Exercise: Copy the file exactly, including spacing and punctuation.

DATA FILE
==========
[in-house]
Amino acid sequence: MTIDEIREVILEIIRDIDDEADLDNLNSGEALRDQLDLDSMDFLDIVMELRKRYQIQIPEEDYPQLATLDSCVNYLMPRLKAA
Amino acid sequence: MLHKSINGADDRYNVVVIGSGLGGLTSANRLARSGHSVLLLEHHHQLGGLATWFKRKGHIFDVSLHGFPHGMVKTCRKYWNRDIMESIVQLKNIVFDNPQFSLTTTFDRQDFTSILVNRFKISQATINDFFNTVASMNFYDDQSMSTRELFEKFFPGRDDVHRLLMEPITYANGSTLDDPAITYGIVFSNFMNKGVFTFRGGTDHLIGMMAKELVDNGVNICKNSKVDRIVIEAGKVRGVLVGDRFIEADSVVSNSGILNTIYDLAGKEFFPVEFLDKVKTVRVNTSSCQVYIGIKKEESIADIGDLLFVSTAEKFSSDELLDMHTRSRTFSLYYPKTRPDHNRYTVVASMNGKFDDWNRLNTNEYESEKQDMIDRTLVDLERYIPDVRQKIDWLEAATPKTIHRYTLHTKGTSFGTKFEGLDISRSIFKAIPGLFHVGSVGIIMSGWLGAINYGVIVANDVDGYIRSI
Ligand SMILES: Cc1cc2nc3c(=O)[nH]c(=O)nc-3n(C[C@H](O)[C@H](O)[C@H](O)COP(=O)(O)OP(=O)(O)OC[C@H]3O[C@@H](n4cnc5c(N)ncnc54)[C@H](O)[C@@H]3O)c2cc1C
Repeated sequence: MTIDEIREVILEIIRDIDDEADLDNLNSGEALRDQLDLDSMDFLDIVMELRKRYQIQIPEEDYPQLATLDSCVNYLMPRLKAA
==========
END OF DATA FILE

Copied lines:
[in-house]
Amino acid sequence: MTIDEIREVILEIIRDIDDEADLDNLNSGEALRDQLDLDSMDFLDIVMELRKRYQIQIPEEDYPQLATLDSCVNYLMPRLKAA
Amino acid sequence: MLHKSINGADDRYNVVVIGSGLGGLTSANRLARSGHSVLLLEHHHQLGGLATWFKRKGHIFDVSLHGFPHGMVKTCRKYWNRDIMESIVQLKNIVFDNPQFSLTTTFDRQDFTSILVNRFKISQATINDFFNTVASMNFYDDQSMSTRELFEKFFPGRDDVHRLLMEPITYANGSTLDDPAITYGIVFSNFMNKGVFTFRGGTDHLIGMMAKELVDNGVNICKNSKVDRIVIEAGKVRGVLVGDRFIEADSVVSNSGILNTIYDLAGKEFFPVEFLDKVKTVRVNTSSCQVYIGIKKEESIADIGDLLFVSTAEKFSSDELLDMHTRSRTFSLYYPKTRPDHNRYTVVASMNGKFDDWNRLNTNEYESEKQDMIDRTLVDLERYIPDVRQKIDWLEAATPKTIHRYTLHTKGTSFGTKFEGLDISRSIFKAIPGLFHVGSVGIIMSGWLGAINYGVIVANDVDGYIRSI
Ligand SMILES: Cc1cc2nc3c(=O)[nH]c(=O)nc-3n(C[C@H](O)[C@H](O)[C@H](O)COP(=O)(O)OP(=O)(O)OC[C@H]3O[C@@H](n4cnc5c(N)ncnc54)[C@H](O)[C@@H]3O)c2cc1C
Repeated sequence: MTIDEIREVILEIIRDIDDEADLDNLNSGEALRDQLDLDSMDFLDIVMELRKRYQIQIPEEDYPQLATLDSCVNYLMPRLKAA